7. Report late contributions. The law requires 24-hour reporting of contributions received in the 16-day period before the election (the “late contribution period”). If you receive monetary or non-monetary contributions totaling $1,000 from a single contributor during this period, you must file a late contribution report with your city clerk or other filing officer. This includes contributions of your own funds of $1,000 or more.
8. Contributions are more than just money. Contributions can be money in the form of cash, checks, credit cards or wire transfers. But contributions can also include non-monetary items like goods, services or discounts, loans, a candidate’s personal funds or assets used to support his or her campaign, or a written promise from a third party to pay for specific goods or services. There are exceptions for volunteer personal services and for fund-raisers held in someone’s home or office where the total cost of the event is $500 or less.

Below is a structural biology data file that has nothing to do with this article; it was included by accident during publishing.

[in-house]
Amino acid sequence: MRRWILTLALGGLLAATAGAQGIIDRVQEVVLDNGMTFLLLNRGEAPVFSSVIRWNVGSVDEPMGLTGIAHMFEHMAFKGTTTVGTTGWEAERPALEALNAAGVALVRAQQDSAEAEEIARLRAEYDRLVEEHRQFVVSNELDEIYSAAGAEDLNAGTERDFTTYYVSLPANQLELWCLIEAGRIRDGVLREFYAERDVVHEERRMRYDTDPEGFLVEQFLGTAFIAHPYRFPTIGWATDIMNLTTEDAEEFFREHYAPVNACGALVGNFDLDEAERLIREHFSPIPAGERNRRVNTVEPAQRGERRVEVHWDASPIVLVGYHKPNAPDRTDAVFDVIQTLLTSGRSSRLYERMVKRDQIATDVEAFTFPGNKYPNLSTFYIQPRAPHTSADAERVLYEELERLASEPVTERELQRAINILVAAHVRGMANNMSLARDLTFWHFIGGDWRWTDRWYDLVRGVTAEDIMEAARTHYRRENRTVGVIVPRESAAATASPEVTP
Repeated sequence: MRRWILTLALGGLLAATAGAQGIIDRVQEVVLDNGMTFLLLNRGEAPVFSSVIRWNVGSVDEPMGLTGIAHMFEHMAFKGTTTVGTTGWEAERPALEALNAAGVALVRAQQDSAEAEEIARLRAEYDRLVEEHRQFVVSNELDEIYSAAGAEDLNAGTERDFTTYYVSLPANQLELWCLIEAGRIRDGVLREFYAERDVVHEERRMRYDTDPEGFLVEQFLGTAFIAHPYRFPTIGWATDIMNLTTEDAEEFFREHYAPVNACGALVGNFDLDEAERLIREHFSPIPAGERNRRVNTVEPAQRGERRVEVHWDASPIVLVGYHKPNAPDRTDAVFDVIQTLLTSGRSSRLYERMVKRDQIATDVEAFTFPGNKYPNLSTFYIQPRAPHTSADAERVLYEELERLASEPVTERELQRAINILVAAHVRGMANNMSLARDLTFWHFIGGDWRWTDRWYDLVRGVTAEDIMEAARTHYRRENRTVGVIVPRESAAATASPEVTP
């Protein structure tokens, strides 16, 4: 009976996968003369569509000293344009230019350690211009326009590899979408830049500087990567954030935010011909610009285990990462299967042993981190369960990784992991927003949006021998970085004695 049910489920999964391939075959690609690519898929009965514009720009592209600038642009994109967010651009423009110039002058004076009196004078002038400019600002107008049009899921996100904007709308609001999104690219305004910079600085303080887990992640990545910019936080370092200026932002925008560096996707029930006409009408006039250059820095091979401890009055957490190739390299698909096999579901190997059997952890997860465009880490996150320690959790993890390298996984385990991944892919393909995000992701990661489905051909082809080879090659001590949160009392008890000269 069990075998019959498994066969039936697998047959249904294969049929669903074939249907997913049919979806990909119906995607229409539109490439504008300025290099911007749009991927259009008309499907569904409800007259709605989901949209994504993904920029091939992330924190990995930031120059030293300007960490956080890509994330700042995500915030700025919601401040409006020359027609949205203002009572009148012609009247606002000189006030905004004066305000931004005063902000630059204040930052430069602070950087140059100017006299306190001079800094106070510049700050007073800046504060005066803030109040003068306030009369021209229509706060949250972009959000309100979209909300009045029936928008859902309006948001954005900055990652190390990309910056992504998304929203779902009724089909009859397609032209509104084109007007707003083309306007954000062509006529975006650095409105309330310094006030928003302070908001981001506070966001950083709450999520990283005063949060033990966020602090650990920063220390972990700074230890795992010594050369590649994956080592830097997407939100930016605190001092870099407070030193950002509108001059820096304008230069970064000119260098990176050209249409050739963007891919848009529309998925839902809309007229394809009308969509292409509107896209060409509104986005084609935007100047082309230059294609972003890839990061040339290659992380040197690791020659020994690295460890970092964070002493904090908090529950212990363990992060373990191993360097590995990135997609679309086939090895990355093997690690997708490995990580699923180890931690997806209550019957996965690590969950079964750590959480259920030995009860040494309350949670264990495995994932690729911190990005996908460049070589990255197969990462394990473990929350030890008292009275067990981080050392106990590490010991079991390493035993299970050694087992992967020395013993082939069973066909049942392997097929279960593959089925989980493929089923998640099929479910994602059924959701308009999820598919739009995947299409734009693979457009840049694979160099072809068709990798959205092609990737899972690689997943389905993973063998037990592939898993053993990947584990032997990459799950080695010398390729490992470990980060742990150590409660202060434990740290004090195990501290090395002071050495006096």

9. Keep good records. The law requires you to maintain detailed records for contributions and expenditures of $25 or more. You should retain the original source documentation (bills, receipts and bank records, for ex ample) in the event of an FPPC audit. In most cases, you should keep your records for four years.
10. Accept no more than $100 in cash. You may not accept or spend more than $100 in cash. For contributions of $100 or more, including loans and in-kind contributions, you must disclose the contributor’s name, address, occupation and employer. Contributions of $100 or more must be in the form of a written instrument containing the name of the donor and the name of the payee. The contribution must be drawn from the donor’s account. You may not make expenditures of $100 or more in cash, but you may keep a petty cash fund to pay for incidental expenses as long as no more than $100 is in the petty cash fund at one time.